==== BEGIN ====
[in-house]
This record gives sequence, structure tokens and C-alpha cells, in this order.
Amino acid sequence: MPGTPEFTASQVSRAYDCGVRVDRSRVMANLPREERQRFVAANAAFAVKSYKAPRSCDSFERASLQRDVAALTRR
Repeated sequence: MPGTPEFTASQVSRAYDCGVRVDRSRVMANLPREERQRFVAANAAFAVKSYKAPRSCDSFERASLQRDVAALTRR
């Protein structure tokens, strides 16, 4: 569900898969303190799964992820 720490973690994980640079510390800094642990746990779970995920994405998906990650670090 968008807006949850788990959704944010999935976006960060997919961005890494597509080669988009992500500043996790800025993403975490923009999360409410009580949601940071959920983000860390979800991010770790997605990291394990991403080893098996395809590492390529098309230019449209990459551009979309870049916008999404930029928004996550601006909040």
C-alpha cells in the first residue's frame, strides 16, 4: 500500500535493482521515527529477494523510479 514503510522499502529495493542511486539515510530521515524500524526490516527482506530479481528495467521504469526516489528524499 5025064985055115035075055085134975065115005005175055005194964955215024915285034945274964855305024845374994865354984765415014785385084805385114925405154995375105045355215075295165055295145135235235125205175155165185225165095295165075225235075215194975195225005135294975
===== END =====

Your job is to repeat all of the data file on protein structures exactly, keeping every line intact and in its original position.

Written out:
[in-house]
This record gives sequence, structure tokens and C-alpha cells, in this order.
Amino acid sequence: MPGTPEFTASQVSRAYDCGVRVDRSRVMANLPREERQRFVAANAAFAVKSYKAPRSCDSFERASLQRDVAALTRR
Repeated sequence: MPGTPEFTASQVSRAYDCGVRVDRSRVMANLPREERQRFVAANAAFAVKSYKAPRSCDSFERASLQRDVAALTRR
């Protein structure tokens, strides 16, 4: 569900898969303190799964992820 720490973690994980640079510390800094642990746990779970995920994405998906990650670090 968008807006949850788990959704944010999935976006960060997919961005890494597509080669988009992500500043996790800025993403975490923009999360409410009580949601940071959920983000860390979800991010770790997605990291394990991403080893098996395809590492390529098309230019449209990459551009979309870049916008999404930029928004996550601006909040």
C-alpha cells in the first residue's frame, strides 16, 4: 500500500535493482521515527529477494523510479 514503510522499502529495493542511486539515510530521515524500524526490516527482506530479481528495467521504469526516489528524499 5025064985055115035075055085134975065115005005175055005194964955215024915285034945274964855305024845374994865354984765415014785385084805385114925405154995375105045355215075295165055295145135235235125205175155165185225165095295165075225235075215194975195225005135294975